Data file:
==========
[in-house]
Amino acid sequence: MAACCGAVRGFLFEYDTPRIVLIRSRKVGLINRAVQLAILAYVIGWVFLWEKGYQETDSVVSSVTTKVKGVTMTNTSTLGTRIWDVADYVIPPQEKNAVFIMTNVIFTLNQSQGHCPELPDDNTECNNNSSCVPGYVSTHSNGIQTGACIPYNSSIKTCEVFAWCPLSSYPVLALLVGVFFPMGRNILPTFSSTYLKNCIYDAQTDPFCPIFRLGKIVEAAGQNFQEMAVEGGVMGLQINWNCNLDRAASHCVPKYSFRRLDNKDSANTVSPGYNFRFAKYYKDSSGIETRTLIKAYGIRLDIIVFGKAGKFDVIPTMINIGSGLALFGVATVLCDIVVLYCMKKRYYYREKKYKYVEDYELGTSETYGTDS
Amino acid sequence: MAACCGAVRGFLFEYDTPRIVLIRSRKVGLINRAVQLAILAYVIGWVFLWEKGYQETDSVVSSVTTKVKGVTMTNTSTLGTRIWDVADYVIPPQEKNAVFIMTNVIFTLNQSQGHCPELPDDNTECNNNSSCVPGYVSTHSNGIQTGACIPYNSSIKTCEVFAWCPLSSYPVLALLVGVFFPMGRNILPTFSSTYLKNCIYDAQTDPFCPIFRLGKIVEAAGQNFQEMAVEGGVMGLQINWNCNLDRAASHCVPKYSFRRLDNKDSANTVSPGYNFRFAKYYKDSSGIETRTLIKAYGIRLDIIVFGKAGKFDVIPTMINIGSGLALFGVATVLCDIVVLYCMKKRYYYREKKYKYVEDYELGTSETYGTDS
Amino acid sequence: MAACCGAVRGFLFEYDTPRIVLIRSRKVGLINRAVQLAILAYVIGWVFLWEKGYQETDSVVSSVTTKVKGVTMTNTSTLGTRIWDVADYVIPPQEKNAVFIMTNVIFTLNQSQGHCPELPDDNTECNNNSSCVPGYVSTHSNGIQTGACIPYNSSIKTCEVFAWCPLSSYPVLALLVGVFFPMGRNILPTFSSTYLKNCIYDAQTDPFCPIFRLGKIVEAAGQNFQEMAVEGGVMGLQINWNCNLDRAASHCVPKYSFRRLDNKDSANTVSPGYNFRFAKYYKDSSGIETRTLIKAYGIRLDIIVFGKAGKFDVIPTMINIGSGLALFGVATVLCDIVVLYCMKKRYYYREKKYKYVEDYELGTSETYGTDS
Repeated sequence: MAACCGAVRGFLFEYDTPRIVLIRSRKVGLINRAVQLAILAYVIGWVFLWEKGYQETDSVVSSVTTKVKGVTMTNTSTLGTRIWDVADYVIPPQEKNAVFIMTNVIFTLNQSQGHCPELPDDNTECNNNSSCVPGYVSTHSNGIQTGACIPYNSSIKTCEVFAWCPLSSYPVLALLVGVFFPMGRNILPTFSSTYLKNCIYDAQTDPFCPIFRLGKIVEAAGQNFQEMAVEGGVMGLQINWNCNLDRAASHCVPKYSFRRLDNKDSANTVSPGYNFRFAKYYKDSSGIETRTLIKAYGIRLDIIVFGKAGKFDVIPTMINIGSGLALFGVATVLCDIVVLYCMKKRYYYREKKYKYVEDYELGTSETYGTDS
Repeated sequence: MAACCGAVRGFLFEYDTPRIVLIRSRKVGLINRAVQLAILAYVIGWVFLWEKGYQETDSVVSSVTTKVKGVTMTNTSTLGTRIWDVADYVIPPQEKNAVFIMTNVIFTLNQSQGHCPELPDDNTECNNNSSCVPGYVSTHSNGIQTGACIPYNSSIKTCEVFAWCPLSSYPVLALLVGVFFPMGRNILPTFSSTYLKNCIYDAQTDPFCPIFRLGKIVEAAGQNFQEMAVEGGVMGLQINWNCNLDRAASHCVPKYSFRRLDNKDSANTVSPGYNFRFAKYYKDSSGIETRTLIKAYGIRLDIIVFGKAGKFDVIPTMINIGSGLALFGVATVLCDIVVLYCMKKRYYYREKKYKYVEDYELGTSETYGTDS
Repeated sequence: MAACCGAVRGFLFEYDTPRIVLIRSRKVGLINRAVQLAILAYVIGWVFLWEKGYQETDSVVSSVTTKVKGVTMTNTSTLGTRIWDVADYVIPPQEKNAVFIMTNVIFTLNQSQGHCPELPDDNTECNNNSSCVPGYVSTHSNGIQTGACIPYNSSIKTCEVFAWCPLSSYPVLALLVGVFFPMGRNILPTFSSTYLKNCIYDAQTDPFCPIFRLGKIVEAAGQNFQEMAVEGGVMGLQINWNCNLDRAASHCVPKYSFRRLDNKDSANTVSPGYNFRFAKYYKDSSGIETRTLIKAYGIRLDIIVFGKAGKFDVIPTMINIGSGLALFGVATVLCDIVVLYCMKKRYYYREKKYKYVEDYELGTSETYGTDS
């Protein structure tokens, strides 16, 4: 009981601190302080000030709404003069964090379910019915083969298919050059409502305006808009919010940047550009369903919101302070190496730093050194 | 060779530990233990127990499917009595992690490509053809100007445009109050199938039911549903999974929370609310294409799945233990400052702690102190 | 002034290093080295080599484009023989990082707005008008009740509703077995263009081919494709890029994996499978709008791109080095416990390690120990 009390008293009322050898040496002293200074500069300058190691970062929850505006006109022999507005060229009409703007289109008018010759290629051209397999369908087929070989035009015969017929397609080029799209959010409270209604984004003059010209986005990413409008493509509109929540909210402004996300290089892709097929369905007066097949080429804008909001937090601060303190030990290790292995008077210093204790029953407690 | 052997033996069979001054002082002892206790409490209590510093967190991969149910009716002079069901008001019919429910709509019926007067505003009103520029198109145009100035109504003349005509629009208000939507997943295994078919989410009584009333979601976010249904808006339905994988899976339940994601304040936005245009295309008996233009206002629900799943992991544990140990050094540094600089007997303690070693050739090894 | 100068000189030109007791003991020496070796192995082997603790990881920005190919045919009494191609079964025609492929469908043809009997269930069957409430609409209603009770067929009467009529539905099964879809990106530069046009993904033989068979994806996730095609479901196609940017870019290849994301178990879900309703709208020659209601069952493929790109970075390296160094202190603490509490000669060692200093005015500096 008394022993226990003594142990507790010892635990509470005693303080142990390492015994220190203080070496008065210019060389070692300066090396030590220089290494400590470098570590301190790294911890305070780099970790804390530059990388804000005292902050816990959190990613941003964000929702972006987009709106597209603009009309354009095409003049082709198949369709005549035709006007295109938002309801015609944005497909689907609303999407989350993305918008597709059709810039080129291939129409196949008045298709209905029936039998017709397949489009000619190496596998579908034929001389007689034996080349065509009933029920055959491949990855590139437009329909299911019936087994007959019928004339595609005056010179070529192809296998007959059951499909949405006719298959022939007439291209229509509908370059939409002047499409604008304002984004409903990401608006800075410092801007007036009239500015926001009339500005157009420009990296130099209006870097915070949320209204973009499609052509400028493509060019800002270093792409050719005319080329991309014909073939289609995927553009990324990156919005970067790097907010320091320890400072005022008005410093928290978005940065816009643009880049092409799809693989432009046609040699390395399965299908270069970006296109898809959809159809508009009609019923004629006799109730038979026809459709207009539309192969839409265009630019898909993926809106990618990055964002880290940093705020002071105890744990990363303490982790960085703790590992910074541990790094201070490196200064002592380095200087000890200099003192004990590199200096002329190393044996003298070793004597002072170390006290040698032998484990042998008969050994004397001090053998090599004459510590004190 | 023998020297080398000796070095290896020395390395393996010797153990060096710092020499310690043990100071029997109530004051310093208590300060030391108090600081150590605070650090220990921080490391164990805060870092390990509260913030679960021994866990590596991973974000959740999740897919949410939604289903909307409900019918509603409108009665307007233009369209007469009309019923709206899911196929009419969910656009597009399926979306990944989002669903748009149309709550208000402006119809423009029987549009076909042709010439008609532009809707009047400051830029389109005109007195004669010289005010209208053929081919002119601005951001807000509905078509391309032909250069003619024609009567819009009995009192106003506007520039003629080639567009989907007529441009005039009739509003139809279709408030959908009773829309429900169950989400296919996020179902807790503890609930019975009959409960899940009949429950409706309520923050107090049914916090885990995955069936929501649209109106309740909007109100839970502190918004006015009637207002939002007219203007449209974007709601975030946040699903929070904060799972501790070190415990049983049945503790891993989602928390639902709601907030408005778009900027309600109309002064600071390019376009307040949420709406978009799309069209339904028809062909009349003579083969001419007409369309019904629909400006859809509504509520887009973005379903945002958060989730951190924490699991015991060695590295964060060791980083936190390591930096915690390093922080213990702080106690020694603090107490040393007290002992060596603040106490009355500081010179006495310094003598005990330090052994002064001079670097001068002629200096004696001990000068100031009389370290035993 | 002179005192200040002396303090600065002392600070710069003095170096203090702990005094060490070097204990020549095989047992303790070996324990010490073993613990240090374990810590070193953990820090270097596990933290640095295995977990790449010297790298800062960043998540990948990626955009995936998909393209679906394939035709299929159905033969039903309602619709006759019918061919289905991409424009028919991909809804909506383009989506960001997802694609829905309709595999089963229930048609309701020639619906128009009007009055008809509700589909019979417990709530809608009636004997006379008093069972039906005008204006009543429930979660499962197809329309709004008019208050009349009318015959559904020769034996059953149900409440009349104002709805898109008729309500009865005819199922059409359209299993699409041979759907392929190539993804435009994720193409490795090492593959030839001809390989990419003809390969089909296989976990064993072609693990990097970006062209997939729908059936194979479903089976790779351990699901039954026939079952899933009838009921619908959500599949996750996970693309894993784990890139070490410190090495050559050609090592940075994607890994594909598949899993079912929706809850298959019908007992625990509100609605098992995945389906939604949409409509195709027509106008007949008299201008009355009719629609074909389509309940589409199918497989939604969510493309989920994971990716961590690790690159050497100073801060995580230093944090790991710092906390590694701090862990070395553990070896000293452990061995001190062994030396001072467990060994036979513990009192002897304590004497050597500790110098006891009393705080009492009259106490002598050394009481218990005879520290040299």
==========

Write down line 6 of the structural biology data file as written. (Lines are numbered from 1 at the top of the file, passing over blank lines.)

Repeated sequence: MAACCGAVRGFLFEYDTPRIVLIRSRKVGLINRAVQLAILAYVIGWVFLWEKGYQETDSVVSSVTTKVKGVTMTNTSTLGTRIWDVADYVIPPQEKNAVFIMTNVIFTLNQSQGHCPELPDDNTECNNNSSCVPGYVSTHSNGIQTGACIPYNSSIKTCEVFAWCPLSSYPVLALLVGVFFPMGRNILPTFSSTYLKNCIYDAQTDPFCPIFRLGKIVEAAGQNFQEMAVEGGVMGLQINWNCNLDRAASHCVPKYSFRRLDNKDSANTVSPGYNFRFAKYYKDSSGIETRTLIKAYGIRLDIIVFGKAGKFDVIPTMINIGSGLALFGVATVLCDIVVLYCMKKRYYYREKKYKYVEDYELGTSETYGTDS